My parents separated for the last time in 1968. My father refused to move out of our family home so; my mother, my two brothers and I were forced to find refuge outside of the safety of Grixdale Park. We lived in the war zone at Woodrow Wilson and Delaware for a time. After that lesson in humility, we moved to Highland street in Highland Park. About three blocks away from our building was one of the finest libraries in metropolitan Detroit. I started going there to escape the one bedroom apartment the four of us survived in.
I met J.D. Salinger, during my first visit to McGregor Library. I was intrigued by the title of his book. I envisioned a white kid with a mitt in his left hand, standing silently in a shoulder high field of rye grass. What kid from the city would not long for such solitude? I took The Catcher In The Rye home. At age fourteen, I could relate to Holden Caulfield’s frustrations as a manchild in the big city. I read the book from cover to cover in three days. For a few days, I became engrossed in the life of Holden Caulfield. I also found a new form of escape. Reading took me away from our cramp little apartment, from television, and from my glamorized ideas of street life I had formed from reading Robert Beck.
In the late nineties, Salinger was in the news. I knew little about the author. I discovered from the CBS news that he was reclusive and guarded about his life and his work. I had been writing for some years when I became aware of his idiosyncrasies. The information from the media about Salinger only served to strengthen the bond I had developed with him through Holden Caulfield. I also realized at that point that my juvenile mind had been unaware of Holden’s sexual frustration. I re-read the book.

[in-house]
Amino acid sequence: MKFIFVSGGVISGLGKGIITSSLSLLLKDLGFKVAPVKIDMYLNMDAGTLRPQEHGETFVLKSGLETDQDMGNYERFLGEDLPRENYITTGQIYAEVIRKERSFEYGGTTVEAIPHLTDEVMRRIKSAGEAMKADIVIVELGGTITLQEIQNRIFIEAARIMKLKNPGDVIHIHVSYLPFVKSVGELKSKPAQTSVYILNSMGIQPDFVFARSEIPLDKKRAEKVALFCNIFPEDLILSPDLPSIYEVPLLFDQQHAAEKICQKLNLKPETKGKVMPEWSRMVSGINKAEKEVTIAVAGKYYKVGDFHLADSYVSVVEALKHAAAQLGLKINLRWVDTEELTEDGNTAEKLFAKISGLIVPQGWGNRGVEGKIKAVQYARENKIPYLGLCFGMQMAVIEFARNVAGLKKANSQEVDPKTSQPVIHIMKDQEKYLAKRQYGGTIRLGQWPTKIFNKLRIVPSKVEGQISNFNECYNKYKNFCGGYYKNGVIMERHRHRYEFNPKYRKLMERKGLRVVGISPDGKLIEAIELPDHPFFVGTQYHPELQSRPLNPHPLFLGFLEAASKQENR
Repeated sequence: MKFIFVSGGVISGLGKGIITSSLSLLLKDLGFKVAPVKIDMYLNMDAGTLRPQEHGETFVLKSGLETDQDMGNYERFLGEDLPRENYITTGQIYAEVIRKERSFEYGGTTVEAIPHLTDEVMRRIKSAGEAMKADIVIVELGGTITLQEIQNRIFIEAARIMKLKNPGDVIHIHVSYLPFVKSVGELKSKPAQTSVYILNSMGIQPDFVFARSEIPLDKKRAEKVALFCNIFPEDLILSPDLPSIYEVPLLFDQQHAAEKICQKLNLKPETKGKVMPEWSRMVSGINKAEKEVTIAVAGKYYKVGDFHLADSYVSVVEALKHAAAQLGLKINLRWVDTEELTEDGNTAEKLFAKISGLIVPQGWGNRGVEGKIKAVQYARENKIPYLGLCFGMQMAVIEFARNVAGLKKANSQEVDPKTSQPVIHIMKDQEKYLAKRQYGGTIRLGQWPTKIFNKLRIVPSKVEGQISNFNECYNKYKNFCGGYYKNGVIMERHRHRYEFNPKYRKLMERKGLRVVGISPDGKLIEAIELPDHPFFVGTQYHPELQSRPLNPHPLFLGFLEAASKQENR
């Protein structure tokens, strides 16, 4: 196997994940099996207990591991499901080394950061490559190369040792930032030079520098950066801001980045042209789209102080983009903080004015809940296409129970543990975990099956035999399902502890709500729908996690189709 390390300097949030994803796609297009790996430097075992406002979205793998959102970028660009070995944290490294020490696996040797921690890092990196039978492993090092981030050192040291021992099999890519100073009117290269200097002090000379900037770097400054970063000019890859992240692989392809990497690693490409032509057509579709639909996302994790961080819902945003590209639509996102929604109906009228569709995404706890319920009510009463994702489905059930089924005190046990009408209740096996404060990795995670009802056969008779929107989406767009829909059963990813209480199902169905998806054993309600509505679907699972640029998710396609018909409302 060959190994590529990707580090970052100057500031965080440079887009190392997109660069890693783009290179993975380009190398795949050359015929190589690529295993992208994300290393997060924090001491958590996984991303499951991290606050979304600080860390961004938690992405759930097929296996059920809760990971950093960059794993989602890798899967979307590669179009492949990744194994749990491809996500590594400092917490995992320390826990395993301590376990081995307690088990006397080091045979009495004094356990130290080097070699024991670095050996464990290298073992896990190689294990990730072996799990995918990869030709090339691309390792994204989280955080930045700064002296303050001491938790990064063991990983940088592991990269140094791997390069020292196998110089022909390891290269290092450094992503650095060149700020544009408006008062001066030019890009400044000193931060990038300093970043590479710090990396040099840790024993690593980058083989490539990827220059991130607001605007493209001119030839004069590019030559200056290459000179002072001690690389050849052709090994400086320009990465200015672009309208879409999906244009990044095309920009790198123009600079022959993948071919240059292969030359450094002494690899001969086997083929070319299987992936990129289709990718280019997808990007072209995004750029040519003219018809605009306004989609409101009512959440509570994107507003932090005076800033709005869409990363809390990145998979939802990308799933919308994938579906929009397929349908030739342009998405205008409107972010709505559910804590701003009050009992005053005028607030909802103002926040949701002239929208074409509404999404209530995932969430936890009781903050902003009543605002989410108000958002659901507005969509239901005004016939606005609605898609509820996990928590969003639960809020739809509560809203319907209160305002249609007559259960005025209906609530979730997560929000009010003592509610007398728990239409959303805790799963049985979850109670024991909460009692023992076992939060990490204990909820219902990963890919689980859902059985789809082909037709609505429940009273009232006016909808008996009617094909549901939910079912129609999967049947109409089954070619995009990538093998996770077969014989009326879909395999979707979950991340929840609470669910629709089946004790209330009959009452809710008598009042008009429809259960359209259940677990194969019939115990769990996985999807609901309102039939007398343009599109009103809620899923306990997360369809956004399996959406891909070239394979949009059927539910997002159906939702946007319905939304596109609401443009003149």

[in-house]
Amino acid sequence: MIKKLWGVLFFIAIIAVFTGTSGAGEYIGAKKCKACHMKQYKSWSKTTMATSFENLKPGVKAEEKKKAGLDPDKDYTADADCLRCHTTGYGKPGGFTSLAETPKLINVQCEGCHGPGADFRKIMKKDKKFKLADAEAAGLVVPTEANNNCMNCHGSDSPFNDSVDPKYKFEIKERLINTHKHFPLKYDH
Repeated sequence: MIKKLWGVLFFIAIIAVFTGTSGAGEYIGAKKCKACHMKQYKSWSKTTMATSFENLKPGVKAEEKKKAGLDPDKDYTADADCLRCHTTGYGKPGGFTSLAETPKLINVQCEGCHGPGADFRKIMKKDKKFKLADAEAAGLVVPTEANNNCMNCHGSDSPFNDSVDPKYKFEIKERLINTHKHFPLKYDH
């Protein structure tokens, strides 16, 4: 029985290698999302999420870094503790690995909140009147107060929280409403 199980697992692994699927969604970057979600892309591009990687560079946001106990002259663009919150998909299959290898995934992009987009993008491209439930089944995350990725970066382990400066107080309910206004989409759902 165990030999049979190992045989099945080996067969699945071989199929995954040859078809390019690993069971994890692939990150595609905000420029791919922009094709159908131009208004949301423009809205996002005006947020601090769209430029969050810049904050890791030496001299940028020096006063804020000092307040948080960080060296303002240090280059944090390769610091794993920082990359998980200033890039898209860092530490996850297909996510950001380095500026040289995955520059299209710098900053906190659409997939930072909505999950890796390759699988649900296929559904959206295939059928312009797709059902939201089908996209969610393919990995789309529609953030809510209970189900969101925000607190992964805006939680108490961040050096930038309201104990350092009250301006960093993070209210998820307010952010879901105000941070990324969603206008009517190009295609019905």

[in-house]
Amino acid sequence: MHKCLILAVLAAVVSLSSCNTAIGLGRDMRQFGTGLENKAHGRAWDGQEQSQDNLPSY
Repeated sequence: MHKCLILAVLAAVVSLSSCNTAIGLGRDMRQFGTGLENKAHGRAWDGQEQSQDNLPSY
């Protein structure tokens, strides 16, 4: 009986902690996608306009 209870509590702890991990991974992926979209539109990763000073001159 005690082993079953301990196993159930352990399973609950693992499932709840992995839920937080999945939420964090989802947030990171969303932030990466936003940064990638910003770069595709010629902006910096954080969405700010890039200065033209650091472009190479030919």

One thing I took from The Catcher In The Rye is that there is a very different world out there, a world that is far more complex than I’ve ever wanted my world to be. Caulfield’s story revealed that privilege has its pitfalls and a middleclass lifestyle is not all it is portrayed to be.
I grew up in an environment that required that I be as resourceful as possible if I were to thrive. The only privilege that I was granted was my upbringing and my street smarts that helped me avoid the pitfalls that lurked on the corners of Hamilton at Highland or Delaware at 12th Street. Thanks to Detroit Public Schools and McGregory library, I got to see the world through other people’s eyes.
Salinger’s recent death has created twenty first century interest in his life and his literary works. I expect that we will finally see the movie that everyone has craved for over half a century and I hope that his other works will surface. I plan to read Catcher again. I also plan to buy the Cliff Notes to provide a third party view of the white boy standing silently in the field of rye with the catcher’s mitt. And I will continue to prepare the groundwork for my great American novel. In the meantime I won’t hide from the world or turn down a book deal or shoot at people that come on my property.